Back in 2014 a study was published, titled: Diet Drink Consumption and the Risk of Cardiovascular Events. A copy of the study can be found here. It's nothing daunting--a mere 6 pages long. Though once published, it's pretty clear that the media didn't bother spending any time reading, let alone analyzing the study. Instead, they likely skipped to the last paragraph and read the following:
"In conclusion, this study suggests an association between consumption of two or more diet drinks per day and adverse CVD (Cardiovascular Disease) events, as well as increased mortality."
That was enough to produce headlines like these:
Diet Drinks Raise Heart Concern in Postmenopausal Women
Diet Drinks Linked With Heart Disease, Death
The End of Diet Soda? Huge Study Links Aspartame to These Major Health Problems
Daily Soda Intake Increases Heart Attack Risk
It's worth noting that for the 3rd link above, the study makes no mention of what type of artificial sweetener was in the 'diet drinks' consumed, whether Aspartame or otherwise. That last link is particularly amusing, since this study was strictly among postmenopausal women and yet this is posted on Men's Fitness. Well, let's take a minute and dig into the science behind and the findings of this study, shall we?
The method of the study was, very briefly, to round up nearly 60,000 women ages 50-79 who did not have pre-existing cardiovascular disease (e.g. coronary heart disease, heart failure, myocardial infarction, etc.) and have them submit a self-reporting questionnaire annually relating to their diet soda consumption. This was continued for several years, and the resulting data was broken down into four categories of diet soda consumption: 0-3 per month, 1-4 per week, 5-7 per week, and >2 per day. Researchers looked at all kinds of outcomes of these women over those years, primarily focused on the prevalence of 'cardiovascular events' (i.e. the onset of heart failure) and mortality. Before we analyze the data presented by the study, let's first identify a few problems with how the study was structured:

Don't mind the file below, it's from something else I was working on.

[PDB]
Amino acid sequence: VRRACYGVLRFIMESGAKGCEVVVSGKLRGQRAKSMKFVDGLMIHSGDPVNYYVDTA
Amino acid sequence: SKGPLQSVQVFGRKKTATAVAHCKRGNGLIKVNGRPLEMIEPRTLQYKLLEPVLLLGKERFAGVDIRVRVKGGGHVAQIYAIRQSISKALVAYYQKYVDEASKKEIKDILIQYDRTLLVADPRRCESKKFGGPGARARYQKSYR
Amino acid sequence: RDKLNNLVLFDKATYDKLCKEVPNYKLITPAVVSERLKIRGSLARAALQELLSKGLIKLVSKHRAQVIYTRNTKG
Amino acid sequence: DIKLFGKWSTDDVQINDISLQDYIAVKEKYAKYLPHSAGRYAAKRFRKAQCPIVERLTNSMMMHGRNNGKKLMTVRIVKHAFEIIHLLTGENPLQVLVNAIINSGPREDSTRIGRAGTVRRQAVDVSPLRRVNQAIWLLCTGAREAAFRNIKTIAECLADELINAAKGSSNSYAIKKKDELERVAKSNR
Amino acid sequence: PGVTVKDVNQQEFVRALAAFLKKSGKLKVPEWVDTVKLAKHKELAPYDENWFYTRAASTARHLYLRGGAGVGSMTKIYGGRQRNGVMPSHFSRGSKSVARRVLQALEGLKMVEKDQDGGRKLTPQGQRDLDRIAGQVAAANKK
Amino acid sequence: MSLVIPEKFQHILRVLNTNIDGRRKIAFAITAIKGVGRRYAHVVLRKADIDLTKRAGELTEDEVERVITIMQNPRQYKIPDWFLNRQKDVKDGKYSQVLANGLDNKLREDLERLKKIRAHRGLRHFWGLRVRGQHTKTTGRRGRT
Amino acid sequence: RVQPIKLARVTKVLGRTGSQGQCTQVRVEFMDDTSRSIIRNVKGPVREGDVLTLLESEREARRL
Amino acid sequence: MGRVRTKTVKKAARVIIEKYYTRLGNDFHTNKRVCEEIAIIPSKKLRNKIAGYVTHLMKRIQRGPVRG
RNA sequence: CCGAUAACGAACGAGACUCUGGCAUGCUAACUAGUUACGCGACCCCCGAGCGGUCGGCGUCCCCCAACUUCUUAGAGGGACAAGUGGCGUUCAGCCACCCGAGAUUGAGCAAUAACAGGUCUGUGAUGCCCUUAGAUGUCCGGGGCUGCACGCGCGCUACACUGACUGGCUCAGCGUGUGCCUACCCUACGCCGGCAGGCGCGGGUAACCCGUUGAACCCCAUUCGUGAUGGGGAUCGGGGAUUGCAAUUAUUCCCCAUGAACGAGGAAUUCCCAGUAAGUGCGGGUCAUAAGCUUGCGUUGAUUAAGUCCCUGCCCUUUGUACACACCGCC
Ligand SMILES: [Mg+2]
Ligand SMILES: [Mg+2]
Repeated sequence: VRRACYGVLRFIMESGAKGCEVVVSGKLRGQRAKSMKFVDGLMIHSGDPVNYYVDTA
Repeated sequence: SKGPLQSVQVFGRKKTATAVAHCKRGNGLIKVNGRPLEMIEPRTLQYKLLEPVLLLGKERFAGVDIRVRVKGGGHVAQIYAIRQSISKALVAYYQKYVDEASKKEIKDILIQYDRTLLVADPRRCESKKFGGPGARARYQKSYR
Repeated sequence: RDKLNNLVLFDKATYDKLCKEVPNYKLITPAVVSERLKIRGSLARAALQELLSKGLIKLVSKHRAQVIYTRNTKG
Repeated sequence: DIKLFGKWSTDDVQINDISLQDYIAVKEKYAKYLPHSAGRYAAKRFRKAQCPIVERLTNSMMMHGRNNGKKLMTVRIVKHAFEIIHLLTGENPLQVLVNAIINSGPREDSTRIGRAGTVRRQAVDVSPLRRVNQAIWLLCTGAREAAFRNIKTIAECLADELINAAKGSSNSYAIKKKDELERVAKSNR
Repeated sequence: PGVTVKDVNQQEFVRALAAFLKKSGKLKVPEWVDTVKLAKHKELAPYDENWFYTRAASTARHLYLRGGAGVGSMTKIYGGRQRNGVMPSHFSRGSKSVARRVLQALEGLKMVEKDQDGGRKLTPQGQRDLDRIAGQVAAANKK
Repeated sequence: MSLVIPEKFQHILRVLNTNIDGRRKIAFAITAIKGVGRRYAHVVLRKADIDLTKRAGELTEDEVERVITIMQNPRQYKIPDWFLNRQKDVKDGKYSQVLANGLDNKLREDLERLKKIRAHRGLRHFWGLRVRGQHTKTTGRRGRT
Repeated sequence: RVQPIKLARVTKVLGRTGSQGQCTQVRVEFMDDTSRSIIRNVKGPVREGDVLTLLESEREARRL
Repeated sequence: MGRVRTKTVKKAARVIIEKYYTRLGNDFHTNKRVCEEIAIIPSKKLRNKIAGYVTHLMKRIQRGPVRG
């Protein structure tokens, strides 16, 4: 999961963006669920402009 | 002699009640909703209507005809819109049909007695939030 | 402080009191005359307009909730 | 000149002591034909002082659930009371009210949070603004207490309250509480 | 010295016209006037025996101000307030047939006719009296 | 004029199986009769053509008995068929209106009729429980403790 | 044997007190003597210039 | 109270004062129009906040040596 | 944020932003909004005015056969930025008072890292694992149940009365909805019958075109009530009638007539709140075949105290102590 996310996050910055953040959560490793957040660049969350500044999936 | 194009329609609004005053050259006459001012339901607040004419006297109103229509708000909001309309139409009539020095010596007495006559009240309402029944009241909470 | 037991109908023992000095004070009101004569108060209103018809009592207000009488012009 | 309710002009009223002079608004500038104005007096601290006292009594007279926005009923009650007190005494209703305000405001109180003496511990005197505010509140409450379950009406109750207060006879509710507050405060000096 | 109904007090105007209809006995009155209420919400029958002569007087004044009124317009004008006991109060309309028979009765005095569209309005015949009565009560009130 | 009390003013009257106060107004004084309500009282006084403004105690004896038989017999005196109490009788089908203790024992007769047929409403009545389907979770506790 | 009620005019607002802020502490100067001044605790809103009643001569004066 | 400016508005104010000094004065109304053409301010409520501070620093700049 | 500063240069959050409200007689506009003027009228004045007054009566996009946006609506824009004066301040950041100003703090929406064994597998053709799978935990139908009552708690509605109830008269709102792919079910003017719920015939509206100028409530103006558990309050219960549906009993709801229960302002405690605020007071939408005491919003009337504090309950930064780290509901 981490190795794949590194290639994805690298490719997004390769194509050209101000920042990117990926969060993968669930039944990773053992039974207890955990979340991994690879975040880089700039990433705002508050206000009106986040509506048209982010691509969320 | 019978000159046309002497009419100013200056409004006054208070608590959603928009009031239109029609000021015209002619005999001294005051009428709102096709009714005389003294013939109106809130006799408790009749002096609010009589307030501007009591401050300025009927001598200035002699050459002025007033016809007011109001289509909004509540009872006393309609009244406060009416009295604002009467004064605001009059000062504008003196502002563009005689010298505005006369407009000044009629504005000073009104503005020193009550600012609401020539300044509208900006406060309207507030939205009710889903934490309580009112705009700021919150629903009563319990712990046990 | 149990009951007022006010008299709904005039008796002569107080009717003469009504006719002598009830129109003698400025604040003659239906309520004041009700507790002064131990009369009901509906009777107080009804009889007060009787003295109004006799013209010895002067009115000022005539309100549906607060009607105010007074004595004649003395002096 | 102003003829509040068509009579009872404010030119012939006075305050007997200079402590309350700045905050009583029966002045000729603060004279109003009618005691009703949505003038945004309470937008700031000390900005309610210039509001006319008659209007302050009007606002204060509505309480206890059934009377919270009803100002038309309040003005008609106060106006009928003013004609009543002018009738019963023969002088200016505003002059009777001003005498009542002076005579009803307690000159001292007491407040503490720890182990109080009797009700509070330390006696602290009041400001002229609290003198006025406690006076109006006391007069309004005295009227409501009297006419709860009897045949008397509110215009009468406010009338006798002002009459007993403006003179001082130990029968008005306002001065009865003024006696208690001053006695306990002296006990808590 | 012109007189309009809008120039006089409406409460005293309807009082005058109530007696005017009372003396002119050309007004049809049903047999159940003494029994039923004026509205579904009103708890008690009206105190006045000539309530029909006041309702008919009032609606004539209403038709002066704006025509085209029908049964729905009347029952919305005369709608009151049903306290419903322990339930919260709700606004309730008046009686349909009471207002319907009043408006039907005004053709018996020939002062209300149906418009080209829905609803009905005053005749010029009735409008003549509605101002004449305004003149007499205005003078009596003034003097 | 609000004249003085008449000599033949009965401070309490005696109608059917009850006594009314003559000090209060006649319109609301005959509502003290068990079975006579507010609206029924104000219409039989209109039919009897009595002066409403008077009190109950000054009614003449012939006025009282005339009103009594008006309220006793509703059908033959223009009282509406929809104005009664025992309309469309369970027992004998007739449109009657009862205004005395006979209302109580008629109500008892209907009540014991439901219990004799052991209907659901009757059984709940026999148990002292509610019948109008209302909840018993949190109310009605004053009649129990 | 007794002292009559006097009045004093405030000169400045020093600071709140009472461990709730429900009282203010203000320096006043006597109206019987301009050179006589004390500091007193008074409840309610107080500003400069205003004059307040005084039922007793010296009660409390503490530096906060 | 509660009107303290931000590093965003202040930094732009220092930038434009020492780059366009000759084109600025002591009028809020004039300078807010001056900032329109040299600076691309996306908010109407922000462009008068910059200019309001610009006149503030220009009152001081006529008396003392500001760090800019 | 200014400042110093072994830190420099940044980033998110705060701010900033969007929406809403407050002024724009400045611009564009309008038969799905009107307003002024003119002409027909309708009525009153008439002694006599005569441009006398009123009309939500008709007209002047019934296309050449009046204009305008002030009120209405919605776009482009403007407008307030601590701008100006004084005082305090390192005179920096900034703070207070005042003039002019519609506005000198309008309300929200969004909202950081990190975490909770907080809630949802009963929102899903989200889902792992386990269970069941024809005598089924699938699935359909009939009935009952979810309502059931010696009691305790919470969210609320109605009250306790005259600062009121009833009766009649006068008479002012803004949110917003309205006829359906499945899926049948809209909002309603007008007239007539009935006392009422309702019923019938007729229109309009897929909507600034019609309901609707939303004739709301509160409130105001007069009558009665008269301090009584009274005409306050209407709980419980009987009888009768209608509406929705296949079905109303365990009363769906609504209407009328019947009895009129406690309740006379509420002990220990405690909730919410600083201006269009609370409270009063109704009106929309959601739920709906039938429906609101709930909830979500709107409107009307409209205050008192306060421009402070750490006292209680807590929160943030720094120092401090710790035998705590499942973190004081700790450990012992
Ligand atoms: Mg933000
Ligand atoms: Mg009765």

1) self-reported studies are notoriously unreliable and inaccurate.
2) The grouping of the diet soda consumption groups is odd. The questionnaire had 9 consumption groupings, yet the study reports on 4 groups--were some groups combined? or ignored? By creating a "0-3 per month" group, researchers are assuming and asserting that consuming up to 3 diet sodas a month is negligible and equivalent to never consuming diet soda. Also, the first three groups pretty well cover the full spectrum of consumption possibilities from 0 times a month all the way through 7 times a week (i.e. one a day). Why, then, is there such a large gap between the consumption of group 3 and 4 up to "2 or more per day"? What about all the people who consume 7-14 per week? The reduction in groups from the original 9 down to the 4 reported-on gives license to manipulate the output data to artificially inflate the results you're interested in. It appears that this highest consumption group was intentionally biased away from the remaining groups to help stratify the data and produce more stark results.